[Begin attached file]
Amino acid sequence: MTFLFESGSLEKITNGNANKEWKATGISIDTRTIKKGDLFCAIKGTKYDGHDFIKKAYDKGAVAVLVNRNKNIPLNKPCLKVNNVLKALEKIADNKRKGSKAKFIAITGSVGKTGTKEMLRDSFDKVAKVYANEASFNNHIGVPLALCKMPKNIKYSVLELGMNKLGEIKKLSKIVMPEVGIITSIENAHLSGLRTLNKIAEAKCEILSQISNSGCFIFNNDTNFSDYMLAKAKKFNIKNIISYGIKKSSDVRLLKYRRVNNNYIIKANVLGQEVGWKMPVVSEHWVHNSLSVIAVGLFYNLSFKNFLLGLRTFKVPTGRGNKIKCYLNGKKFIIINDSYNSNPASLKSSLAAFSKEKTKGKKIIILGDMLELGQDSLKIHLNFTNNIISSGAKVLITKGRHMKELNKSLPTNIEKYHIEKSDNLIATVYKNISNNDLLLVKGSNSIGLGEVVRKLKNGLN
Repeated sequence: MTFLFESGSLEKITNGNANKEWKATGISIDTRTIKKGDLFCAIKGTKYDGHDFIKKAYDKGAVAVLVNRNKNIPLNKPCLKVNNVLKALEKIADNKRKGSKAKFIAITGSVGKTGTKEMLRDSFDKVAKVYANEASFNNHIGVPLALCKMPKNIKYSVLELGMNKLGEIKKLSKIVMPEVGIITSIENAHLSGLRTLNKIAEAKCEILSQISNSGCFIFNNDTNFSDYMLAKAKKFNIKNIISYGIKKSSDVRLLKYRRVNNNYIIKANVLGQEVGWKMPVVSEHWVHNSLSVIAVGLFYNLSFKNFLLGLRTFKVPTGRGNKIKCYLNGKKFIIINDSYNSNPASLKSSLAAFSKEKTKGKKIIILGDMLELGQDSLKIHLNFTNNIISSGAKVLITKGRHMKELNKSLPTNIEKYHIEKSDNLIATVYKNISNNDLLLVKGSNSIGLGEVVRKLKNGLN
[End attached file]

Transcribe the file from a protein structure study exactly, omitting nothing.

Amino acid sequence: MTFLFESGSLEKITNGNANKEWKATGISIDTRTIKKGDLFCAIKGTKYDGHDFIKKAYDKGAVAVLVNRNKNIPLNKPCLKVNNVLKALEKIADNKRKGSKAKFIAITGSVGKTGTKEMLRDSFDKVAKVYANEASFNNHIGVPLALCKMPKNIKYSVLELGMNKLGEIKKLSKIVMPEVGIITSIENAHLSGLRTLNKIAEAKCEILSQISNSGCFIFNNDTNFSDYMLAKAKKFNIKNIISYGIKKSSDVRLLKYRRVNNNYIIKANVLGQEVGWKMPVVSEHWVHNSLSVIAVGLFYNLSFKNFLLGLRTFKVPTGRGNKIKCYLNGKKFIIINDSYNSNPASLKSSLAAFSKEKTKGKKIIILGDMLELGQDSLKIHLNFTNNIISSGAKVLITKGRHMKELNKSLPTNIEKYHIEKSDNLIATVYKNISNNDLLLVKGSNSIGLGEVVRKLKNGLN
Repeated sequence: MTFLFESGSLEKITNGNANKEWKATGISIDTRTIKKGDLFCAIKGTKYDGHDFIKKAYDKGAVAVLVNRNKNIPLNKPCLKVNNVLKALEKIADNKRKGSKAKFIAITGSVGKTGTKEMLRDSFDKVAKVYANEASFNNHIGVPLALCKMPKNIKYSVLELGMNKLGEIKKLSKIVMPEVGIITSIENAHLSGLRTLNKIAEAKCEILSQISNSGCFIFNNDTNFSDYMLAKAKKFNIKNIISYGIKKSSDVRLLKYRRVNNNYIIKANVLGQEVGWKMPVVSEHWVHNSLSVIAVGLFYNLSFKNFLLGLRTFKVPTGRGNKIKCYLNGKKFIIINDSYNSNPASLKSSLAAFSKEKTKGKKIIILGDMLELGQDSLKIHLNFTNNIISSGAKVLITKGRHMKELNKSLPTNIEKYHIEKSDNLIATVYKNISNNDLLLVKGSNSIGLGEVVRKLKNGLN